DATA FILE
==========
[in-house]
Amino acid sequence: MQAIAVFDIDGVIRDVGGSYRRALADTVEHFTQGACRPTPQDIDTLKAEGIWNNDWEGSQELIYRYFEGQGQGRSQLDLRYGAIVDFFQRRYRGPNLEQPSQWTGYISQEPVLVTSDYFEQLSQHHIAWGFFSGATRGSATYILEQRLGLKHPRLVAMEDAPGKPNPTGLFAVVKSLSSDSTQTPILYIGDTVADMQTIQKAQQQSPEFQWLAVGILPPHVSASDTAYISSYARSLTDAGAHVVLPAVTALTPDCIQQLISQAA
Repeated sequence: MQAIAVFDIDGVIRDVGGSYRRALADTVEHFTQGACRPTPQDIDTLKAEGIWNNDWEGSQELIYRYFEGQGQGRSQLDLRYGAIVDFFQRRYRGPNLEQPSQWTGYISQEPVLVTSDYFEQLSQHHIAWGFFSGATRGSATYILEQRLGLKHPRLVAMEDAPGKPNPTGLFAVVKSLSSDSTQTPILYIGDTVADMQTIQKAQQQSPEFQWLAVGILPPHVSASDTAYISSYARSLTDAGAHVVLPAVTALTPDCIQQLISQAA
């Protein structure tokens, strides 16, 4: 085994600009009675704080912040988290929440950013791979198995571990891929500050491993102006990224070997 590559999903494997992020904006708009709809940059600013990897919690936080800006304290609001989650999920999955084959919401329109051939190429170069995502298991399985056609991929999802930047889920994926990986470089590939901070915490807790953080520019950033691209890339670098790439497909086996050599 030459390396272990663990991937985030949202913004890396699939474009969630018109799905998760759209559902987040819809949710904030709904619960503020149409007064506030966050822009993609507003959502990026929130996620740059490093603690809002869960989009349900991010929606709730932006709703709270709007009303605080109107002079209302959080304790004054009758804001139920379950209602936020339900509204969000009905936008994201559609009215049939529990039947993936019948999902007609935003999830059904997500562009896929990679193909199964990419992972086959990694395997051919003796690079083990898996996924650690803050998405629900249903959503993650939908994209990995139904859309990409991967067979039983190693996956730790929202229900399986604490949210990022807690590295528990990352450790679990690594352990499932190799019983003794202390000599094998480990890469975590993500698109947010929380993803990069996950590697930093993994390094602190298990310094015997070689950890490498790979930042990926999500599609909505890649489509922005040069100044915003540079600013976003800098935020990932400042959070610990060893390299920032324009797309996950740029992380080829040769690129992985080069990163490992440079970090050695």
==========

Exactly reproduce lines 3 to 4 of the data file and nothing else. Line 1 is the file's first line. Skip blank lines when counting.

Repeated sequence: MQAIAVFDIDGVIRDVGGSYRRALADTVEHFTQGACRPTPQDIDTLKAEGIWNNDWEGSQELIYRYFEGQGQGRSQLDLRYGAIVDFFQRRYRGPNLEQPSQWTGYISQEPVLVTSDYFEQLSQHHIAWGFFSGATRGSATYILEQRLGLKHPRLVAMEDAPGKPNPTGLFAVVKSLSSDSTQTPILYIGDTVADMQTIQKAQQQSPEFQWLAVGILPPHVSASDTAYISSYARSLTDAGAHVVLPAVTALTPDCIQQLISQAA
């Protein structure tokens, strides 16, 4: 085994600009009675704080912040988290929440950013791979198995571990891929500050491993102006990224070997 590559999903494997992020904006708009709809940059600013990897919690936080800006304290609001989650999920999955084959919401329109051939190429170069995502298991399985056609991929999802930047889920994926990986470089590939901070915490807790953080520019950033691209890339670098790439497909086996050599 030459390396272990663990991937985030949202913004890396699939474009969630018109799905998760759209559902987040819809949710904030709904619960503020149409007064506030966050822009993609507003959502990026929130996620740059490093603690809002869960989009349900991010929606709730932006709703709270709007009303605080109107002079209302959080304790004054009758804001139920379950209602936020339900509204969000009905936008994201559609009215049939529990039947993936019948999902007609935003999830059904997500562009896929990679193909199964990419992972086959990694395997051919003796690079083990898996996924650690803050998405629900249903959503993650939908994209990995139904859309990409991967067979039983190693996956730790929202229900399986604490949210990022807690590295528990990352450790679990690594352990499932190799019983003794202390000599094998480990890469975590993500698109947010929380993803990069996950590697930093993994390094602190298990310094015997070689950890490498790979930042990926999500599609909505890649489509922005040069100044915003540079600013976003800098935020990932400042959070610990060893390299920032324009797309996950740029992380080829040769690129992985080069990163490992440079970090050695």